Student Affairs Learning Outcomes are integrated into all Student Affairs co-curricular programming and consistent with academic programs are aligned with institution-wide learning goals. Co-curricular learning experiences are powerful and often provide students with the ability to hone and practice knowledge learned within the classroom. Keen on integrating learning experiences to engage students in making those connections between the world in which they live and how they can provide leadership for the common good is a by-product of co-curricular and academic programming. Student Affairs assesses the effectiveness of these student learning experiences and collaborates with academic leaders to make these learning experiences seamless.
The General Education Program learning goals are mapped to those courses contributing to student learning of foundations, core, transition, and transformation skills. The General Education assessment program is grounded in looking at student successes through multiple lenses. Using both direct and indirect data gathering provides a measurement of actual learning, meanwhile gaining an understanding of students perspectives on their educational experiences.
Assessment Plans are integrated throughout University Operations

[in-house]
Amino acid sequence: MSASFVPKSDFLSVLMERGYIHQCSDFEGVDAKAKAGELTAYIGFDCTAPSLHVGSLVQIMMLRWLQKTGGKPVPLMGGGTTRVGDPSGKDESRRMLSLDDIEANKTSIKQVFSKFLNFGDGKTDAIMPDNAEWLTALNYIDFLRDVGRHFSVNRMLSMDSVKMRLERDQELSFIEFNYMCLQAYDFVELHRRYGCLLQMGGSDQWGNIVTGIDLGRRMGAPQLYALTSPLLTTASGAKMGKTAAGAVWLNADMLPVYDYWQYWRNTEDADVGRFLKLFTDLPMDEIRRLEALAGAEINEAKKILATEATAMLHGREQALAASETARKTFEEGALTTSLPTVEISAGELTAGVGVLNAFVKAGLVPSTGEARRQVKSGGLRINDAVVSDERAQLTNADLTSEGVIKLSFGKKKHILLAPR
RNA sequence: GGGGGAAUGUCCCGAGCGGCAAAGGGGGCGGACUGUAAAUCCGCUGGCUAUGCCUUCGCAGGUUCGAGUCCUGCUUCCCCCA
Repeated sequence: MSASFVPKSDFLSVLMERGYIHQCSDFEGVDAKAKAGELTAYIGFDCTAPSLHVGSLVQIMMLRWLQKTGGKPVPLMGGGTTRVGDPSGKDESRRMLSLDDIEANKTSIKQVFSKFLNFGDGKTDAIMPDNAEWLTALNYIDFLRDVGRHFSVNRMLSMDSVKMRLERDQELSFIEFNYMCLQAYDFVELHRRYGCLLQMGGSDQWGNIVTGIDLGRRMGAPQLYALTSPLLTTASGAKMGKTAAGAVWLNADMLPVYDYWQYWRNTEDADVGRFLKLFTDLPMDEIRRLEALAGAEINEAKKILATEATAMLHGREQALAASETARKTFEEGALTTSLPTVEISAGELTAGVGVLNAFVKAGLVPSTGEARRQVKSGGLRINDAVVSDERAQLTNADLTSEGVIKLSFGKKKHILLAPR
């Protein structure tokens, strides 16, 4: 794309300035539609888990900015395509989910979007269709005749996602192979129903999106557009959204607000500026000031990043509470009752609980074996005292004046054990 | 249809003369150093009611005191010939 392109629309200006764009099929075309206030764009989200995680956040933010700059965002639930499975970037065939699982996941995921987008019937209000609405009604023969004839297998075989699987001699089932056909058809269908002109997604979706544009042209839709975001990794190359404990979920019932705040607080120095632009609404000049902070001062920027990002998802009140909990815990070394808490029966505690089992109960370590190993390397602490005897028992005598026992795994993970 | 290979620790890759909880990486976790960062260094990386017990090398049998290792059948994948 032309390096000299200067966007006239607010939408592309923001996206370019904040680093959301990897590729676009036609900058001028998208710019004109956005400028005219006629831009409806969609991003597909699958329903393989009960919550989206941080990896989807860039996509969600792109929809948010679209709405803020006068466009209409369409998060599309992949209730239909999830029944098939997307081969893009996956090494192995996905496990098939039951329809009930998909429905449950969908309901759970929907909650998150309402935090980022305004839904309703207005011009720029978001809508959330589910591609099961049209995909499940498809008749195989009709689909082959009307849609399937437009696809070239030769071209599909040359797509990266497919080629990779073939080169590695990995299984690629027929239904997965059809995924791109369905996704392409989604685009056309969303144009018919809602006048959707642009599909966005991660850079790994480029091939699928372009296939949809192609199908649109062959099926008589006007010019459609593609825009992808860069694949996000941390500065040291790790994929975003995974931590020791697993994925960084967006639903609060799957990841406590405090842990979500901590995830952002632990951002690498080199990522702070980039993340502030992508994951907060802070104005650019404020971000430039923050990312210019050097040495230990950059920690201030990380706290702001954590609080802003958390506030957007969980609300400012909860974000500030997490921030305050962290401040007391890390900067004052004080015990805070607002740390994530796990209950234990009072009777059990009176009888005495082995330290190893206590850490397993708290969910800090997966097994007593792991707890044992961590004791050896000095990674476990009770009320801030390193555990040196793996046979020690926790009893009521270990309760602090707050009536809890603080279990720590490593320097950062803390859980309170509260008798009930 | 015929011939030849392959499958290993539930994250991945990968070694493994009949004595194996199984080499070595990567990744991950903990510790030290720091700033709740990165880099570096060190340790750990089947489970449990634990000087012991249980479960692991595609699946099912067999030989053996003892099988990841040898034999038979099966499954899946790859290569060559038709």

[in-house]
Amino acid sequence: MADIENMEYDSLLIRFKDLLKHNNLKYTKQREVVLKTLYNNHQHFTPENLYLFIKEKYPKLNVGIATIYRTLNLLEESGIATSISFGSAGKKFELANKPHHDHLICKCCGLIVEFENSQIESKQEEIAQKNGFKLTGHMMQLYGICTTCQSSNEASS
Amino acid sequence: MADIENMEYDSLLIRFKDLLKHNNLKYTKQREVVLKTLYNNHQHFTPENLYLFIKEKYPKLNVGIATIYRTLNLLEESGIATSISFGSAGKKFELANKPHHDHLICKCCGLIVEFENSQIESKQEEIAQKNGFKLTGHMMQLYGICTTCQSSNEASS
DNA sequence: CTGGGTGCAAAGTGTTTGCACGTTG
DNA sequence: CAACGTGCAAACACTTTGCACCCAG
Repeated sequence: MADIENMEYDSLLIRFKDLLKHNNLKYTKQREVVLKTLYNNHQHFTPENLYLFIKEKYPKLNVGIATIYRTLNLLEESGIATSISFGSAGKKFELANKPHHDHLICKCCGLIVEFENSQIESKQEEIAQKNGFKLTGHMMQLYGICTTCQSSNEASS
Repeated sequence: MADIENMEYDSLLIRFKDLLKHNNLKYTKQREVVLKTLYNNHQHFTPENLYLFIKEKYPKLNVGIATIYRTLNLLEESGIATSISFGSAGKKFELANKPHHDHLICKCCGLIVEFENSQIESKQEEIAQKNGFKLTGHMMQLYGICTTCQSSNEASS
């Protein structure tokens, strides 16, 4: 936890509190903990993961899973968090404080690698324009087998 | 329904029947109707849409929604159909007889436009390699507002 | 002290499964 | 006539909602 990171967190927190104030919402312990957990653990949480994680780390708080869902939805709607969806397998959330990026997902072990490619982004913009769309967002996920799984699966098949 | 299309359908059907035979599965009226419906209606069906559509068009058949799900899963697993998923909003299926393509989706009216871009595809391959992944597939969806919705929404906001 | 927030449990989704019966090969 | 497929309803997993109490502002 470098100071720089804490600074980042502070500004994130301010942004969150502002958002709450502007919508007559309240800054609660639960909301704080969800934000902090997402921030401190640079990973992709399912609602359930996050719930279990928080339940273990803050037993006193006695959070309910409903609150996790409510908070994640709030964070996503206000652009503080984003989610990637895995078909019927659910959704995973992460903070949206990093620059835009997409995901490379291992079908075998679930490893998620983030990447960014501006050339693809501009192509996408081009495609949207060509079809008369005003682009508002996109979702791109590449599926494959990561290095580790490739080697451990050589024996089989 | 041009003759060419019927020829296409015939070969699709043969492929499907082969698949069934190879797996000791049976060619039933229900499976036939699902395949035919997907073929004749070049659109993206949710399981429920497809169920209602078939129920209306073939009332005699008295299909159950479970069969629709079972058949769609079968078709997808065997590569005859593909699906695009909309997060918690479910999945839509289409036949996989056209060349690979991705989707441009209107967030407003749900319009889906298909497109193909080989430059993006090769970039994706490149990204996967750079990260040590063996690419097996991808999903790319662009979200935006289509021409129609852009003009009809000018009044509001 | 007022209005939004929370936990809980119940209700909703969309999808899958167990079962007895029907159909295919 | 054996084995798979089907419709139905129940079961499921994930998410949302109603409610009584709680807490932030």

The Adaptive University strategic plan consists of five goals with twenty-five supporting objectives, and represents a ten-year timeline ranging from July 1, 2015, through June 30, 2025. In 2017, the Diversity, Equity, and Inclusion Plan was integrated into the strategic plan. In 2019, the plan was revised to ensure relevancy and currency. The plan also incorporates the Kansas Board of Regents Foresight 2020 Strategic Plan and the ESU Campus Master Plan. Plan accountability is structured through the three functional tiers of the institution (Academic Affairs, Student Affairs, and Administration and Finance). In addition, the ESU Foundation serves a vital role in supporting the institution in fulfilling its mission and strategic plan as philanthropic efforts provide crucial financial support. The Assessment Plans web page provides a detailed description with supporting documentation of the institution-wide assessment planning operations.
Assessment Resources are vital to building capacity and ensuring that the campus community is informed of best practices.